Monthly Archives: April 2015

Big Data Challenges and Solutions

Computer Systems Technology Colloquium Series presents:
Big Data Challenges and Solutions
Ashwin Satyanarayana

Computer Systems Technology
New York City College of Technology
Room N906
Thursday, April 16, 2015 12-1pm
Light refreshments will be served!

Big data is set to offer tremendous insight. But with terabytes and petabytes of data pouring in to organizations today, traditional architectures and infrastructures are not up to the challenge. This begs the question: How do you present big data in a way that can be quickly understood and used? These data present tremendous opportunities in data mining, a burgeoning field in computer science that focuses on the development of methods that can extract knowledge from data. In many real world problems, data mining algorithms have access to massive amounts of data. Mining all the available data is prohibitive due to computational (time and memory) constraints. Much of the current research is concerned with scaling up data mining algorithms (i.e. improving on existing data mining algorithms for larger datasets). An alternative approach is to scale down the data. Thus, determining a smallest sufficient training set size that obtains the same accuracy as the entire available dataset remains an important research question. Our research focuses on selecting how many (sampling) instances to present to the data mining algorithm and also how to improve the quality of the data.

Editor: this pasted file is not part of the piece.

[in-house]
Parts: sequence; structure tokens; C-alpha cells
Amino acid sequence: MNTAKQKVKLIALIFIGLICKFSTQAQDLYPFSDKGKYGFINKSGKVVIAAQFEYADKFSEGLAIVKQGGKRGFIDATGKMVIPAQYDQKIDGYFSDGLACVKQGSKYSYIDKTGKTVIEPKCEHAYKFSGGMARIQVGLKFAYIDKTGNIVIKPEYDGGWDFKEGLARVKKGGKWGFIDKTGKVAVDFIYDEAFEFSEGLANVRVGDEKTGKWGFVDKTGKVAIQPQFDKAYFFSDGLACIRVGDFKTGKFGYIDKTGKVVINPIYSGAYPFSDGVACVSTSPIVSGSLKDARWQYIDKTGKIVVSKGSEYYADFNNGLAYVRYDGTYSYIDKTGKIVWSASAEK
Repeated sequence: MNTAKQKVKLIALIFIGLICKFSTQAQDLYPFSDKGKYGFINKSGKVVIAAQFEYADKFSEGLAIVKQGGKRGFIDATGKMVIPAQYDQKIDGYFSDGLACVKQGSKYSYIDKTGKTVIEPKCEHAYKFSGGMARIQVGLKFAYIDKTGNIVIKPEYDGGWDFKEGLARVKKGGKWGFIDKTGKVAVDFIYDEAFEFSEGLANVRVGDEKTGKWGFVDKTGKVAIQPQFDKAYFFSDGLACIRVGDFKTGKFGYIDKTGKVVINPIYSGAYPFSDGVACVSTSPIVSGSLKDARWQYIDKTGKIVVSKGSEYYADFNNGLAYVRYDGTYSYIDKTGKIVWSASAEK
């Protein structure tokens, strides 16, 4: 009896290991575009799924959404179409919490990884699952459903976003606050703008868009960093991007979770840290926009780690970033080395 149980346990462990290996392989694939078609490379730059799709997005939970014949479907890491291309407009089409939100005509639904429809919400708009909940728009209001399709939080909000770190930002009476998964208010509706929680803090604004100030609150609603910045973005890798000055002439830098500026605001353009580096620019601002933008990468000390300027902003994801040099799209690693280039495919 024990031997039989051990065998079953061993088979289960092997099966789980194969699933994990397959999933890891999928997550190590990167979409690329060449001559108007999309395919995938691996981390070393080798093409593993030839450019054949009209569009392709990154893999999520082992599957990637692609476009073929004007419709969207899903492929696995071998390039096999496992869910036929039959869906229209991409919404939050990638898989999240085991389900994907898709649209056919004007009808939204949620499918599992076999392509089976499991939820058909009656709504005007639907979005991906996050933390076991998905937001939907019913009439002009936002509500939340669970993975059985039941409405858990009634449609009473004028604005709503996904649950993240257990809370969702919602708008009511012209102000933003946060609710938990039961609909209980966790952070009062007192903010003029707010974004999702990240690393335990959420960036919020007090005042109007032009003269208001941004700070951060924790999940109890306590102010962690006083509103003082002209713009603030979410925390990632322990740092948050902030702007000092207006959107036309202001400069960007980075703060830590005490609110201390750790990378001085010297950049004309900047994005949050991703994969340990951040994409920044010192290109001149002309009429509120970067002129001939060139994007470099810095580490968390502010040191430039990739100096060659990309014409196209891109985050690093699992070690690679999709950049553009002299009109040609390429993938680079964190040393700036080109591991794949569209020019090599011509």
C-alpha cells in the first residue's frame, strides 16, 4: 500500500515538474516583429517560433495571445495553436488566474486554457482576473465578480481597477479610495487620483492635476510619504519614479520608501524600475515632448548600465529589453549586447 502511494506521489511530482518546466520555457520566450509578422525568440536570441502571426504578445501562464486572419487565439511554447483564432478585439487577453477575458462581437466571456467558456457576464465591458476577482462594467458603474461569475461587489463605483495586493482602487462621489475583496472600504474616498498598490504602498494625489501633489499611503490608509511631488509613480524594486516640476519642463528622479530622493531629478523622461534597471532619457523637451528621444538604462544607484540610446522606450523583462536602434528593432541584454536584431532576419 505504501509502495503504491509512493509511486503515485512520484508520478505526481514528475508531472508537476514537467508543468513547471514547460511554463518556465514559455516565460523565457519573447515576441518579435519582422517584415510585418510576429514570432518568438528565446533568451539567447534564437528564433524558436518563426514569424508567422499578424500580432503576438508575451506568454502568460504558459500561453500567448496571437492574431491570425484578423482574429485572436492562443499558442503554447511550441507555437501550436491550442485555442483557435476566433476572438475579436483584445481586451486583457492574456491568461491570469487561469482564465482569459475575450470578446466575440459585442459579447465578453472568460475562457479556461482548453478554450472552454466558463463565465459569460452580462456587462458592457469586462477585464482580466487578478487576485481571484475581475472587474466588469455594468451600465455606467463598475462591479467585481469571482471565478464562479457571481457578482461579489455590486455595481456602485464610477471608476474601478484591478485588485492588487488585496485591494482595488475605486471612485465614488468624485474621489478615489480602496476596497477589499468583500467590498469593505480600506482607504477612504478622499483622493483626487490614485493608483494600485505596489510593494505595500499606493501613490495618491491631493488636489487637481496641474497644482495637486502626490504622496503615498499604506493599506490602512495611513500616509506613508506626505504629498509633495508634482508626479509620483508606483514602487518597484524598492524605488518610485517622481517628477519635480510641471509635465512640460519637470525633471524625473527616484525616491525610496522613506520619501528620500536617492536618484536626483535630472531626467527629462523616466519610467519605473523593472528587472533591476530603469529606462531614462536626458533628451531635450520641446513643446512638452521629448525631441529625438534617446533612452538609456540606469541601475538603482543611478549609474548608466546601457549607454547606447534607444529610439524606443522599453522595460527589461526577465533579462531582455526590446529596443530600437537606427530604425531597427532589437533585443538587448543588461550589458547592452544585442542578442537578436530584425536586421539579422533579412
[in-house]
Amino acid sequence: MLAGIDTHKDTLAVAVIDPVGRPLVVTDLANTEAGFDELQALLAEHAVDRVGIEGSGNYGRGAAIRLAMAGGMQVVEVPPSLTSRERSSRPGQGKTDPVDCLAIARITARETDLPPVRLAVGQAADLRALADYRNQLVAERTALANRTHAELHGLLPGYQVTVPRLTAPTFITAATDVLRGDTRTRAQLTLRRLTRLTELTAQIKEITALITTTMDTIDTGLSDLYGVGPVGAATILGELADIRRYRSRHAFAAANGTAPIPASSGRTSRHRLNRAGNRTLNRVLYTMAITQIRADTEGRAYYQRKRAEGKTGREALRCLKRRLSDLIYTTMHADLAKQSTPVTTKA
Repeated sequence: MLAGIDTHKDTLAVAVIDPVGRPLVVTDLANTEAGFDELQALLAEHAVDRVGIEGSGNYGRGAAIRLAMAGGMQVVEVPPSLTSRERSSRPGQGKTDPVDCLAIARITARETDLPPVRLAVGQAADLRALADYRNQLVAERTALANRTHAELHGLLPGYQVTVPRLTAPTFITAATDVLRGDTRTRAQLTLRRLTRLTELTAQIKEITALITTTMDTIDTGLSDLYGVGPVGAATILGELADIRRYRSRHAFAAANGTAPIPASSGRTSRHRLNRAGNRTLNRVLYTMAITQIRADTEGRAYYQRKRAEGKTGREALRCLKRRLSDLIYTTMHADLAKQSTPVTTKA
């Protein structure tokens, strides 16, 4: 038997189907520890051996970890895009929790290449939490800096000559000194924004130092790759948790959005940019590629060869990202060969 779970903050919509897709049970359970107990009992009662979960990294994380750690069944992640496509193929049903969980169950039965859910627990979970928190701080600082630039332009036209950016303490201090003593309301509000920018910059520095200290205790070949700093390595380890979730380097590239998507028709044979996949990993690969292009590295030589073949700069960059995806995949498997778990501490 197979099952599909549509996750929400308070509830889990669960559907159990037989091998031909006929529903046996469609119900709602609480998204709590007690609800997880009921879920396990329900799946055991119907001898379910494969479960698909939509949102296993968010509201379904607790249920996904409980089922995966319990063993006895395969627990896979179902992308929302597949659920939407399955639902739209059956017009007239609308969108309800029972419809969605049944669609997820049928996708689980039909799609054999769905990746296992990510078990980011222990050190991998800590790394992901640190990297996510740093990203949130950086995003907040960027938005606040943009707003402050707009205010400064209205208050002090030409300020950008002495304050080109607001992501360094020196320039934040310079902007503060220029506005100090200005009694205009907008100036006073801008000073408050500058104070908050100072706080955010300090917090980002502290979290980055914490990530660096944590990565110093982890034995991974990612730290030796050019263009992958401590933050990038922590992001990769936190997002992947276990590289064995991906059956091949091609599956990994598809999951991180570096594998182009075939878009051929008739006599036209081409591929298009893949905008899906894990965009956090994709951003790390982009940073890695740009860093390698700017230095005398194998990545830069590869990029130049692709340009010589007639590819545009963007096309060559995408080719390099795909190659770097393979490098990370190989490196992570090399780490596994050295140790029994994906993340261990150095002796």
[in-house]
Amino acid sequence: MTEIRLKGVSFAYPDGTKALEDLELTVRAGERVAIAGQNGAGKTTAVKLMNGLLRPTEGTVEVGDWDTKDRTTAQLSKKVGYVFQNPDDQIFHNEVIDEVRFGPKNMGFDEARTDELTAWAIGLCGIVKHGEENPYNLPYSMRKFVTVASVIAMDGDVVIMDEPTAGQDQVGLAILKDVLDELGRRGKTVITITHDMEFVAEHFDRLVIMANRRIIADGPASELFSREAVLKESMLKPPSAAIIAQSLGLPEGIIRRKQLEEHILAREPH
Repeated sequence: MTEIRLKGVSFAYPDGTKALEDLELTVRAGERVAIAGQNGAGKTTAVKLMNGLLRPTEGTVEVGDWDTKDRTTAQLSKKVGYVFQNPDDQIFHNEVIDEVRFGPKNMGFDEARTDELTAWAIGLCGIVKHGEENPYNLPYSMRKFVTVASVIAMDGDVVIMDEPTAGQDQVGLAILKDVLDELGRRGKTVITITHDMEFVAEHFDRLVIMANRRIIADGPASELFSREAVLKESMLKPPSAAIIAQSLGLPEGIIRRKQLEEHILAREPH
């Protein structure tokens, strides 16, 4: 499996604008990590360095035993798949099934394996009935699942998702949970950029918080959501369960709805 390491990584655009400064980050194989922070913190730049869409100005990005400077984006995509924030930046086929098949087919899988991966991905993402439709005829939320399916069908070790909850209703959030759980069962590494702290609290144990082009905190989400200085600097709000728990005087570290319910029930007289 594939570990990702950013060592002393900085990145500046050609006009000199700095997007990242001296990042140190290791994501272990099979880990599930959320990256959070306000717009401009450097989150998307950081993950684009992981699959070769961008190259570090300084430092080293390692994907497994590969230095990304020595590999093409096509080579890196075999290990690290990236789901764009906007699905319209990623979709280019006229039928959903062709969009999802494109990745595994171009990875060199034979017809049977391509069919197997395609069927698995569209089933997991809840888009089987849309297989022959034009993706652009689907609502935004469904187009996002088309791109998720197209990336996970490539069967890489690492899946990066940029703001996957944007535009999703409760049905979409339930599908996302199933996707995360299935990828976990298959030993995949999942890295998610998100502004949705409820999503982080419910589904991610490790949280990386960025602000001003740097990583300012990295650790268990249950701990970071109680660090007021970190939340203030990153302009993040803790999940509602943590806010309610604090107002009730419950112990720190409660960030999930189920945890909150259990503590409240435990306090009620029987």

Dr. Ashwin Satyanarayana is an Assistant Professor in the Computer Systems Technology department at CityTech. Prior to joining CityTech, Ashwin was a Research Scientist at Microsoft, where he worked on several Big Data problems including Query Reformulation on Microsoft’s search engine Bing. Ashwin’s prior experience also includes a Senior Research Scientist on the area of Location Analytics at Placed Inc. He holds a PhD in Computer Science (Data Mining) from SUNY, with particular emphasis on Data Mining, Machine Learning and Applied Probability with applications in Real World Learning Problems.